Melissa Holzberg:Admitted students days don’t give a real “inside” look at GW

A selfie and a cookie at admitted students days didn’t change my college decision. I knew I was coming to GW from the moment I got my acceptance email, and my April visit did not change that.

This year, GW updated its admitted students days, and I doubt the changes will make a huge difference in how many accepted students choose GW. The University hasn’t really changed the information it’s presenting, largely because not that much has actually changed – apart from a few updates to the Columbian College’s G-PAC requirements.

We won’t know whether the revamp was a success or a failure until we see how many students end up enrolling at GW on May 1. But in the meantime, it’s important to note that an elaborate five days in April are not a good representation of college life, and for most students, there are likely other reasons that they choose one school over another.

This year, cookies and milk splashed into luxurious wine glasses replaced the table of normal chocolate chip and sugar cookies offered at my visit. Last year, I didn’t get a phone app that told me about the events of the day, but I did get a mobile download of a schedule. Dean of Admissions Karen Felton came out onto a makeshift stage to take a selfie with me and other hundreds of admitted students from the Class of 2018, just like this year.

Experts say the adjustments to visit days can improve a school’s yield rate – the percent who enroll after being admitted. In the fall of 2013, GW’s yield rate was about 31 percent. But it’s hard to know if that percentage will change much just because the University made some changes to these visits.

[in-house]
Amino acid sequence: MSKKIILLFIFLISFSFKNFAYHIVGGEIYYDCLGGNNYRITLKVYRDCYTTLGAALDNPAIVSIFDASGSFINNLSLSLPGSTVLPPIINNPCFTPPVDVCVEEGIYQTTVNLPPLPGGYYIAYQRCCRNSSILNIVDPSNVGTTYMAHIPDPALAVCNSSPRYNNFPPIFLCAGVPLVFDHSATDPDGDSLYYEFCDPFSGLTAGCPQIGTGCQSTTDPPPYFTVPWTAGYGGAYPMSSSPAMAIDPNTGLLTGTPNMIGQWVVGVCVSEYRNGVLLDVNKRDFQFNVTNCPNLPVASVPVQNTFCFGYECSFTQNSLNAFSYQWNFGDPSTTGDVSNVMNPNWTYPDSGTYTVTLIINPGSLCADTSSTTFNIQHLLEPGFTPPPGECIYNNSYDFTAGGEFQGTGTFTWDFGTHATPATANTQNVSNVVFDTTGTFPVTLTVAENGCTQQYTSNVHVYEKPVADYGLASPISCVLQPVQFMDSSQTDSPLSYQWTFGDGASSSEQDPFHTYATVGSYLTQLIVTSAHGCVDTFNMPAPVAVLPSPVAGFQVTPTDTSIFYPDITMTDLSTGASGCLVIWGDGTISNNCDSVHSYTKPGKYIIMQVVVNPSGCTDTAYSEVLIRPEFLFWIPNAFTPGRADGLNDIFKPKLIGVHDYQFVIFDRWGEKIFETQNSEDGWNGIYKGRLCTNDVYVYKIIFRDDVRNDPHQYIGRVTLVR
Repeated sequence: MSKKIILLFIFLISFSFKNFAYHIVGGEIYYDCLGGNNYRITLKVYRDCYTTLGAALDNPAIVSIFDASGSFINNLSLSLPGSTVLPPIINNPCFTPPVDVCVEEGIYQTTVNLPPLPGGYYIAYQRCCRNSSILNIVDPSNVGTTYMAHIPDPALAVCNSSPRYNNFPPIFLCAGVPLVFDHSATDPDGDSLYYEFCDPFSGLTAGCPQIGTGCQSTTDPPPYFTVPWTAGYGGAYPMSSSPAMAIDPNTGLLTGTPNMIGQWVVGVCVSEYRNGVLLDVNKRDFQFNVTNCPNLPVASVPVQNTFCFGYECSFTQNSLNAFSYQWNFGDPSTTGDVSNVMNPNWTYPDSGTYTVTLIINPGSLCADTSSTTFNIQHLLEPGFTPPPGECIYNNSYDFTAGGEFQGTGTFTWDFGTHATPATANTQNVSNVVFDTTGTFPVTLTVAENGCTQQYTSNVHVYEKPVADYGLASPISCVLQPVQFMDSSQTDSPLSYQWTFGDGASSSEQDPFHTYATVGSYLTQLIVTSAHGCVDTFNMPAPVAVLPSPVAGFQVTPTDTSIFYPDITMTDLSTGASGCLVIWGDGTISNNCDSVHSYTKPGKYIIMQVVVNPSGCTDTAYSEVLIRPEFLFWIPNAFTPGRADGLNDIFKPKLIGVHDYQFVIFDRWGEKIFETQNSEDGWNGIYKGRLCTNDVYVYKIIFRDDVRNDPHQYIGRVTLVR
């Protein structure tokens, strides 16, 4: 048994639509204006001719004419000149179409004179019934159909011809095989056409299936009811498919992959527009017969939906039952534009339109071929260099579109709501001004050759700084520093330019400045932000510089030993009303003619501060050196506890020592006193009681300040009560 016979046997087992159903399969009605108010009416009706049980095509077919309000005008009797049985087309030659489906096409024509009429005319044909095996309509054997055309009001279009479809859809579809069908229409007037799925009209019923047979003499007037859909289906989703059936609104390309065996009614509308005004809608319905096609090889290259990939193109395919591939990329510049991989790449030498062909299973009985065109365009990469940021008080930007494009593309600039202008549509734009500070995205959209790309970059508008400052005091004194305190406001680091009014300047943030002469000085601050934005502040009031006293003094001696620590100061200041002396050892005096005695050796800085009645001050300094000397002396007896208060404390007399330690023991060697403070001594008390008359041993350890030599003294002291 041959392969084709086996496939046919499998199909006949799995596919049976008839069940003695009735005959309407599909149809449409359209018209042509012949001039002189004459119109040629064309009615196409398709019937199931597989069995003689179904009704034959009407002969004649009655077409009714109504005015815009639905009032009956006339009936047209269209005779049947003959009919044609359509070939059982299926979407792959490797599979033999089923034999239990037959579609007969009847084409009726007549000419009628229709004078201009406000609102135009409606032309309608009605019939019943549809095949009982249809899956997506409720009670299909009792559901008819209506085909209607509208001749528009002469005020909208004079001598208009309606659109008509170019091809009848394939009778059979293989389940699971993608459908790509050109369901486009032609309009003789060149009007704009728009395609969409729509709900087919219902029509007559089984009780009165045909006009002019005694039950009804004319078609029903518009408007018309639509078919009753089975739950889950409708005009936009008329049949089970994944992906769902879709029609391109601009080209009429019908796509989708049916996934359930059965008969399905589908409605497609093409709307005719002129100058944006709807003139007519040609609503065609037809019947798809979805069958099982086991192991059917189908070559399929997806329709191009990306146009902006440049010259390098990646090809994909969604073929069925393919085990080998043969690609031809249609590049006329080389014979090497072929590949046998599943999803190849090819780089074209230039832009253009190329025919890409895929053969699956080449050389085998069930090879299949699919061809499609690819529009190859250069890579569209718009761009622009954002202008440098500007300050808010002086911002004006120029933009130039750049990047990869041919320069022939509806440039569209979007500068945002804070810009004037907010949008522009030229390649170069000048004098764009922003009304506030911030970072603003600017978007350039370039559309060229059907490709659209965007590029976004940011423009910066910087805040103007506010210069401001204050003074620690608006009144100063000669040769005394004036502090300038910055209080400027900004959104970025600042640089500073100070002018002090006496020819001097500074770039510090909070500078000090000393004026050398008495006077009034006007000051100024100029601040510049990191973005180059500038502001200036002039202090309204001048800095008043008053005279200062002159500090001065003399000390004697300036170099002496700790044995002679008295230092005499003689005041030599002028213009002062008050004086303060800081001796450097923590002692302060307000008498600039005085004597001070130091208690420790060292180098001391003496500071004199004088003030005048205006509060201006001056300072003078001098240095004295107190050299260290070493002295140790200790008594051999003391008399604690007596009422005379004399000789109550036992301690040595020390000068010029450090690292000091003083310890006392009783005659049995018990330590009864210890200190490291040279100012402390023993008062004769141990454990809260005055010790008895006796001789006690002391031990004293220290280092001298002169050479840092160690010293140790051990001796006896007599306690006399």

Still, GW isn’t necessarily in the wrong for trying to lure students with glitz and glamour. Universities across the country wine and dine their admitted students during April. One of GW’s peers, Tufts University, runs Jumbo Days – where admitted students sleep in a dorm the night before their welcome day and then have a day of breakfast with administrators, lectures by different faculty and student org fairs.

This is a flashy attempt to show students what it’s “really like” on campus. But in reality, campus tours throughout the year are a much better way to get a feel for what a university is like. Cherry blossoms aren’t always in bloom, and tulips aren’t always springing out of the ground. Campus tours can give prospective students the same luxuries as admitted students days – without treating them like royalty. Students can also meet professors in their prospective majors, as well as sit in on lectures, before even applying to GW.

Students will ultimately come here because they’re impressed by the programs the University is offering, and because they think they’ll fit in. And while I don’t think it’s best that students base their decisions on rankings, that’s a factor I didn’t ignore while making my decision – and one that I doubt other students will overlook.

Still, much of what you learn about a college doesn’t come until after you enroll. Admitted students days won’t teach students how to register for classes, how to balance school work and a personal life, or how it feels to be far from home. Those are experiences students really can’t understand until they enroll and move in.

And while GW has given out stipends to a “handful” of students to travel to D.C. for April visit days, there are likely still students who can’t afford the extra plane ticket and won’t experience the programming.

We can’t blame GW for trying to boost the percentage of students who come to Foggy Bottom in August, but we have to be honest. At the end of the day, an admitted students day is just another admitted students day – no matter where you go or how you serve a cookie.

These days don’t even come close to what an average day is like, let alone an give an “inside” view of life at GW.

Melissa Holzberg, a freshman majoring in political communication, is a Hatchet opinions writer. Want to respond to this piece? Submit a letter to the editor.

The Hatchet has disabled comments on our website. Learn more.